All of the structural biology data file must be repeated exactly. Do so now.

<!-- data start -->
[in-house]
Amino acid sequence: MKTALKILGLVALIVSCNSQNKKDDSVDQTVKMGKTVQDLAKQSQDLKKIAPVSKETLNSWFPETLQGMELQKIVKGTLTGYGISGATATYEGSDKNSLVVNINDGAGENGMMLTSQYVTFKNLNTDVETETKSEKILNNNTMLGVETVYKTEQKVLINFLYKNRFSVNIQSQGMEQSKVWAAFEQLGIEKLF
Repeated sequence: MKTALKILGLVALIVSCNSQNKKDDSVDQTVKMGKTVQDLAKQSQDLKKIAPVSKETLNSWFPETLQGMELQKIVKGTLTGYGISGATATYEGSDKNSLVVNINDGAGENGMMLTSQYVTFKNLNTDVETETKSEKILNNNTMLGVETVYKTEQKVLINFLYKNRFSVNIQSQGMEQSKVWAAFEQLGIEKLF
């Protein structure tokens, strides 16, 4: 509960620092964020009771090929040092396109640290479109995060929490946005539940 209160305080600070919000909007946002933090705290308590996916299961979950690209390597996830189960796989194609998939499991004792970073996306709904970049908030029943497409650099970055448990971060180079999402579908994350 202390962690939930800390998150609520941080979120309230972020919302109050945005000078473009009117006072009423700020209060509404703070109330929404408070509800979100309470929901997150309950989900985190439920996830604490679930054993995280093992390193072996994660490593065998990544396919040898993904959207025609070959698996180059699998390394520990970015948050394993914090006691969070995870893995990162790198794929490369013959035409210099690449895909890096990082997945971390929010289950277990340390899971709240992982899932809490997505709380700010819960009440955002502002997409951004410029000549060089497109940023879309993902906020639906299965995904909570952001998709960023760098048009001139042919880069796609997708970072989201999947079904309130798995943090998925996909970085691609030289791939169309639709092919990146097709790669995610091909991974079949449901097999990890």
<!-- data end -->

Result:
[in-house]
Amino acid sequence: MKTALKILGLVALIVSCNSQNKKDDSVDQTVKMGKTVQDLAKQSQDLKKIAPVSKETLNSWFPETLQGMELQKIVKGTLTGYGISGATATYEGSDKNSLVVNINDGAGENGMMLTSQYVTFKNLNTDVETETKSEKILNNNTMLGVETVYKTEQKVLINFLYKNRFSVNIQSQGMEQSKVWAAFEQLGIEKLF
Repeated sequence: MKTALKILGLVALIVSCNSQNKKDDSVDQTVKMGKTVQDLAKQSQDLKKIAPVSKETLNSWFPETLQGMELQKIVKGTLTGYGISGATATYEGSDKNSLVVNINDGAGENGMMLTSQYVTFKNLNTDVETETKSEKILNNNTMLGVETVYKTEQKVLINFLYKNRFSVNIQSQGMEQSKVWAAFEQLGIEKLF
């Protein structure tokens, strides 16, 4: 509960620092964020009771090929040092396109640290479109995060929490946005539940 209160305080600070919000909007946002933090705290308590996916299961979950690209390597996830189960796989194609998939499991004792970073996306709904970049908030029943497409650099970055448990971060180079999402579908994350 202390962690939930800390998150609520941080979120309230972020919302109050945005000078473009009117006072009423700020209060509404703070109330929404408070509800979100309470929901997150309950989900985190439920996830604490679930054993995280093992390193072996994660490593065998990544396919040898993904959207025609070959698996180059699998390394520990970015948050394993914090006691969070995870893995990162790198794929490369013959035409210099690449895909890096990082997945971390929010289950277990340390899971709240992982899932809490997505709380700010819960009440955002502002997409951004410029000549060089497109940023879309993902906020639906299965995904909570952001998709960023760098048009001139042919880069796609997708970072989201999947079904309130798995943090998925996909970085691609030289791939169309639709092919990146097709790669995610091909991974079949449901097999990890």